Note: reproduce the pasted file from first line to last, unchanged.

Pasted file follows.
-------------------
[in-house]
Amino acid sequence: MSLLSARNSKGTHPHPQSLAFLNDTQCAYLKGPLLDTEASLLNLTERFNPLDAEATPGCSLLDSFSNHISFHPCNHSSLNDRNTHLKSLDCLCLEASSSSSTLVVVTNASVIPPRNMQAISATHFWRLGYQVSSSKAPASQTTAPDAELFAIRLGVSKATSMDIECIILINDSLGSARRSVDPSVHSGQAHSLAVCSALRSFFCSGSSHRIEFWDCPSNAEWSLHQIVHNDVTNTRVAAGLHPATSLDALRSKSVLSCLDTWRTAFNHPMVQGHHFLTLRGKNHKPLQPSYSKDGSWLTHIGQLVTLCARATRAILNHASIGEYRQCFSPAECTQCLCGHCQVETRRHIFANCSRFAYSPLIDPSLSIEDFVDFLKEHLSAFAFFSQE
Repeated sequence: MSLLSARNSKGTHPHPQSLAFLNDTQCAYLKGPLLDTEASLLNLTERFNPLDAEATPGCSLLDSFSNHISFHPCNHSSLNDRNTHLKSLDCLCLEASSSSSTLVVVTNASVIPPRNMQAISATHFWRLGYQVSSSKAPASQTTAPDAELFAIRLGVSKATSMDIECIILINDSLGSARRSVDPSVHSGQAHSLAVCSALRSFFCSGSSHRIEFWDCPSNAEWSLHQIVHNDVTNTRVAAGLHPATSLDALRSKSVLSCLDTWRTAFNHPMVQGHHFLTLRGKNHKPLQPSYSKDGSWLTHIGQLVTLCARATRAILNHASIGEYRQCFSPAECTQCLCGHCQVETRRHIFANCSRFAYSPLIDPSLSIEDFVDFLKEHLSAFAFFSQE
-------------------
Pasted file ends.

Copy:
[in-house]
Amino acid sequence: MSLLSARNSKGTHPHPQSLAFLNDTQCAYLKGPLLDTEASLLNLTERFNPLDAEATPGCSLLDSFSNHISFHPCNHSSLNDRNTHLKSLDCLCLEASSSSSTLVVVTNASVIPPRNMQAISATHFWRLGYQVSSSKAPASQTTAPDAELFAIRLGVSKATSMDIECIILINDSLGSARRSVDPSVHSGQAHSLAVCSALRSFFCSGSSHRIEFWDCPSNAEWSLHQIVHNDVTNTRVAAGLHPATSLDALRSKSVLSCLDTWRTAFNHPMVQGHHFLTLRGKNHKPLQPSYSKDGSWLTHIGQLVTLCARATRAILNHASIGEYRQCFSPAECTQCLCGHCQVETRRHIFANCSRFAYSPLIDPSLSIEDFVDFLKEHLSAFAFFSQE
Repeated sequence: MSLLSARNSKGTHPHPQSLAFLNDTQCAYLKGPLLDTEASLLNLTERFNPLDAEATPGCSLLDSFSNHISFHPCNHSSLNDRNTHLKSLDCLCLEASSSSSTLVVVTNASVIPPRNMQAISATHFWRLGYQVSSSKAPASQTTAPDAELFAIRLGVSKATSMDIECIILINDSLGSARRSVDPSVHSGQAHSLAVCSALRSFFCSGSSHRIEFWDCPSNAEWSLHQIVHNDVTNTRVAAGLHPATSLDALRSKSVLSCLDTWRTAFNHPMVQGHHFLTLRGKNHKPLQPSYSKDGSWLTHIGQLVTLCARATRAILNHASIGEYRQCFSPAECTQCLCGHCQVETRRHIFANCSRFAYSPLIDPSLSIEDFVDFLKEHLSAFAFFSQE